According to the European Regulation (EU) 650/2012, the Domicile of a deceased person ceases to be the connecting link (Ch. 195) and cross border succession will be governed by a specific criterion, that is “the habitual residence” of the deceased. This EU Regulation is applicable for deaths that occurred after 17 August 2015 and if this is the case then a Member State (except Denmark and Ireland) will assume international jurisdiction to adjudicate the case of inheritance in its totality, provided that the criterion of habitual residence in that specific country is satisfied.
In principle, the law that will apply to the succession is the law of the country in which the deceased had his/her habitual residence at the time of death. The country of habitual residence is the country with which the deceased has a close and stable connection/link. This country will be decided in each particular case by the authority dealing with the succession.
It is advisable that when someone is planning his/her succession, he/she can choose that, instead of the law of the country of his/her last habitual residence, the law of your country of nationality (at the time of the choice or at the time of death) should apply to his/her succession. This can be the law of an EU Member State or the law of a non-EU country (in the case of a non-EU country, he/she should ensure that the country whose law he/she have chosen will accept his/her choice of law).
It is important to stress that according to the EU Regulation only one law will apply to a succession. This law will govern the succession of all the deceased’s estate and assets, regardless of whether the assets are moveable (like a car or a bank account) or immoveable (like a house) and regardless of where the deceased’s assets are located (that is, even if those assets are located in several countries).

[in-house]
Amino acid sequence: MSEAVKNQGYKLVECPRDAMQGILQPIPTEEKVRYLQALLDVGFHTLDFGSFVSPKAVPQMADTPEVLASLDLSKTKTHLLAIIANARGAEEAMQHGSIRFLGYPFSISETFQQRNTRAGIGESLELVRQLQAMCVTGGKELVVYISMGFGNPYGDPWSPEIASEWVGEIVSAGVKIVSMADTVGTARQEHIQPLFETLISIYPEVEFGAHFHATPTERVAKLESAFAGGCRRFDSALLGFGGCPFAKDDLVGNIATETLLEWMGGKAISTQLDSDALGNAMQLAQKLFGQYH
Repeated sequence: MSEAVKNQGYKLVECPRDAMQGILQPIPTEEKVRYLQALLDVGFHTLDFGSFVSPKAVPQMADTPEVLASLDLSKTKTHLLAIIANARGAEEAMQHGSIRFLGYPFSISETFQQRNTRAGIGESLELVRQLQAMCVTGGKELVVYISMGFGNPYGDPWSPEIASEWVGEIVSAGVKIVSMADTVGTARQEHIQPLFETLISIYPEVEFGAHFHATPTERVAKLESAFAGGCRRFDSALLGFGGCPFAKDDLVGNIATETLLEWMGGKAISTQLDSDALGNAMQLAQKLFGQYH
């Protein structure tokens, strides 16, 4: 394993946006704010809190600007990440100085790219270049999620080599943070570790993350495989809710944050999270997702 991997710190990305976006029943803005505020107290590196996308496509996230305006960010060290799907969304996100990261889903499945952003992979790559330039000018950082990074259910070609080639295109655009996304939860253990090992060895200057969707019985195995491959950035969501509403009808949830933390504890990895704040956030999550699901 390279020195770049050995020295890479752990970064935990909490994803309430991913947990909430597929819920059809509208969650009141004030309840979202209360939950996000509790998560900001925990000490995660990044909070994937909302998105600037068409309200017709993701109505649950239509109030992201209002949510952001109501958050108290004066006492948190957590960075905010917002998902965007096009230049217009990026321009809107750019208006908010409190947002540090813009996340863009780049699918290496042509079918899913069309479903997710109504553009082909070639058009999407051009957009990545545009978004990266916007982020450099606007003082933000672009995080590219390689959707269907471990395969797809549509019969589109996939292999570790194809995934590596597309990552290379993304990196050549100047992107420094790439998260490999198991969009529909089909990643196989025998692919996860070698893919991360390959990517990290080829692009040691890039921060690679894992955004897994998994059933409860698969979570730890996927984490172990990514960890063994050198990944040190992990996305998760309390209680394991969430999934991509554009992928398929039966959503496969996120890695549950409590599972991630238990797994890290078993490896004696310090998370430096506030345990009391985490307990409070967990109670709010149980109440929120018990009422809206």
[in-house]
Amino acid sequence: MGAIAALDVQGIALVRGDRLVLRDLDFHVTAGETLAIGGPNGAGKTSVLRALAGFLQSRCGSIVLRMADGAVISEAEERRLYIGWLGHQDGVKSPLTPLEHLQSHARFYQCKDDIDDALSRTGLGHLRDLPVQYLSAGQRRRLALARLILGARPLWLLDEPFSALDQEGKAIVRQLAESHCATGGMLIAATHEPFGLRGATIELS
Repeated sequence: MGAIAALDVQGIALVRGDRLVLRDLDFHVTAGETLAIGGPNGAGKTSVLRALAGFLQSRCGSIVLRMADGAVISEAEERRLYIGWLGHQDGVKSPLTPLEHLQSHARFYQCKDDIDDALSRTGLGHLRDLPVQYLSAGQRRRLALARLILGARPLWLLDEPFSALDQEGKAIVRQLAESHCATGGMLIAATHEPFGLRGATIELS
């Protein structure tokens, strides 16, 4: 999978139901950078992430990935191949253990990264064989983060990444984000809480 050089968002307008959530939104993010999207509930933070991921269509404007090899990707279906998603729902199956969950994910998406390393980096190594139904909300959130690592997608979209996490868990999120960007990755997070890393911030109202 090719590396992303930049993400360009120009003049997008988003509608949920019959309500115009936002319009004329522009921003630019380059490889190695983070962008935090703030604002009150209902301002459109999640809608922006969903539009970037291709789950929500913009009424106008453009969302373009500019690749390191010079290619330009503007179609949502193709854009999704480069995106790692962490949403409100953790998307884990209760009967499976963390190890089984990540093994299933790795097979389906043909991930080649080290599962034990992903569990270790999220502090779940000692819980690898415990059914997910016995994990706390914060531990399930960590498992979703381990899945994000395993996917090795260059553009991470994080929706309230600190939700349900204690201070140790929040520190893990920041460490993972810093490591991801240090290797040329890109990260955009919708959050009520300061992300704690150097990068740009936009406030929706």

The EU Regulation introduces the European Certificate of Succession (hereinafter “ECS”) which is a single document that allows heirs, legatees, executors of the will and administrators of the estate to prove their status and exercise their rights or powers in other Member States of the European Union. Once a ECS is issued it will be recognised automatically without any further procedures being required. Articles 62-73 of the EU Regulation provide for the option to execute a European Certificate of Succession, in a member state different from the one that was issued.
The European Certificate of Succession is being issued after application by the heir, legatee, executor of the will or the administrator of the estate, based on the Form V of Appendix 4 of the EU Regulation 1329/2014. When issued, the European Certificate of Succession will be recognized in all the other Member States, without any special procedure being required and the information included in it will be presumed as accurate. Also a European Certificate of Succession is valid for a period of 6 (six) months, and a relevant extension may be required upon proof of valid reason.
It is important to emphasize that the European Certificate of Succession can be issued only by the authority of the EU Member State which will be responsible to handle the deceased’s succession (for example the authorities of the EU Member State where it was the last habitual residence of the deceased).